Ric Blenkharn FRIBA FRSA, Director of multi-award winning architects, Bramhall Blenkharn Leonard, asks if you really need that extension.
One of the first things I advise clients to do when considering extending their homes is to ask if it is really necessary.
This may seem odd, but quite frequently, people under utilise some existing rooms in their homes, which could either be better used or have multi uses. Similarly, existing spaces could perhaps be knocked through or rationalised to make a better plan form. In the multi-use of spaces, there are a range of fascinating “transformer” furniture pieces on the market, where comfy sofas can convert into double bunk beds, or wall storage units become fold down double beds.
In my own home, we have a “besk”, a good-sized desk, which lowers and opens out to reveal a mattress, thus creating an extra double bed. The space normally used as a study space, then becomes the occasional bedroom, when the far-flung children arrive for a stay.
The idea of combining the kitchen and dining space into one, is a clearly a common one, and often used to great advantage. The flip side of this, is perhaps the loss of a smaller space, which can find a use as a snug/study or get away from it all room!
Having looked in detail at the spaces within an existing house, to ensure that they are fully used, then this is the opportunity to look at the potential for an extension. The size and form of an extension is controlled by planning legislation, and the Planning Portal is a very useful tool to understand the various parameters. Certain planning rules have been relaxed, to allow permitted developments, where consent from the local planning authority is not needed.
Should planning consent be necessary, then this is a standard process, which is clearly explained on the portal.
The actual design of an extension can take many forms and have a number of influences. An extension may take the character from the existing house, or it might be of a complete contrast. The siting of the house, the juxtaposition with neighbours and the orientation of the house all have a bearing on the design. If an existing house consists of smaller rooms, with small windows, it is quite dramatic to create a contrasting space with height and light. The architecture of such an extension can then be expressed by different materials and forms. In taking this approach, it is essential to consider the total mass and appearance of the finished house, so that the extension does not look out of place. Contrast can work successfully in the right hands, rather like adding a piece of jewellery to a plain garment-to enhance the overall effect.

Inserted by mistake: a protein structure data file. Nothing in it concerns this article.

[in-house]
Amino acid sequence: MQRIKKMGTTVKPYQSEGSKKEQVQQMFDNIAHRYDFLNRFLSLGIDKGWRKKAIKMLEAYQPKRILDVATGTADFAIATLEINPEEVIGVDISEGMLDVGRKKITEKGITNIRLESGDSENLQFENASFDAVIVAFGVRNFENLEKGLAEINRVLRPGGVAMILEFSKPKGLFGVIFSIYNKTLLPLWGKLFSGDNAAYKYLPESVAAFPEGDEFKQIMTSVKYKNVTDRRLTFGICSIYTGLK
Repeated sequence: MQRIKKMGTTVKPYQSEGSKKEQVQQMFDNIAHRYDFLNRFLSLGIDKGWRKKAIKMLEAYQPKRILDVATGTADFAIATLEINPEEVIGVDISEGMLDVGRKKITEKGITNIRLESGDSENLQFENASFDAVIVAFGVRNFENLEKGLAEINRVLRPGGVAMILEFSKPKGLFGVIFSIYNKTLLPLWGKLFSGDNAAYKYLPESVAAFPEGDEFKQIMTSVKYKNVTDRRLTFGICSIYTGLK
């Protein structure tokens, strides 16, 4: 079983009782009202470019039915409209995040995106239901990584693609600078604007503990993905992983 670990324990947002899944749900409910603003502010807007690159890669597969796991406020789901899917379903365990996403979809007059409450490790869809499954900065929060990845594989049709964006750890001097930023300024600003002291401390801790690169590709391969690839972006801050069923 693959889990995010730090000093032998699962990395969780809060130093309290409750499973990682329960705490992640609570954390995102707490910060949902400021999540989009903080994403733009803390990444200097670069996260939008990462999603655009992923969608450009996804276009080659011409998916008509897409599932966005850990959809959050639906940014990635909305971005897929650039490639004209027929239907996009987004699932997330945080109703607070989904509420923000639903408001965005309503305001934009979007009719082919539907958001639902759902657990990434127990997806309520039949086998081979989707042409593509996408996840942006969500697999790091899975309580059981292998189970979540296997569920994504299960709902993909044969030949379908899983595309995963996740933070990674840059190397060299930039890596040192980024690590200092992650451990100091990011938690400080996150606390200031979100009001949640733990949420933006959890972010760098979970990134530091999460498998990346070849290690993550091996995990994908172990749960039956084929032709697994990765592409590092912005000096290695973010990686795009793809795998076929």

In other instances, it is important to work with the basic building blocks of the existing house, in terms of materials and fenestration. Such methodology is frequently found in rural areas, where buildings have been enlarged over time, with simple lean-to structures. There are simple rules to follow, where extensions are seen as smaller forms linked to the larger host building.
Both approaches have merit, and there are plenty of visual examples to be seen across the country. In considering any extension, it is important that you consider fully the consequences of building in terms of time and expense.
Professional bodies such as my own, the RIBA offer guidance regarding the whole construction process. I think it is helpful for people to go and see examples and to expose themselves to spaces they may not have experienced.
Within the Yorkshire Region, there are numerous examples of tremendous extensions to homes. The RIBA Directory of Practices is worth looking at to see examples of local practitioners.
An extension can certainly make a dramatic impact to the feel of your home!
Ric Blenkharn – Director, Bramhall Blenkharn Leonard Architects
First published on Linked In and reproduced here by kind permission.
Images copyright Jim Varney Photography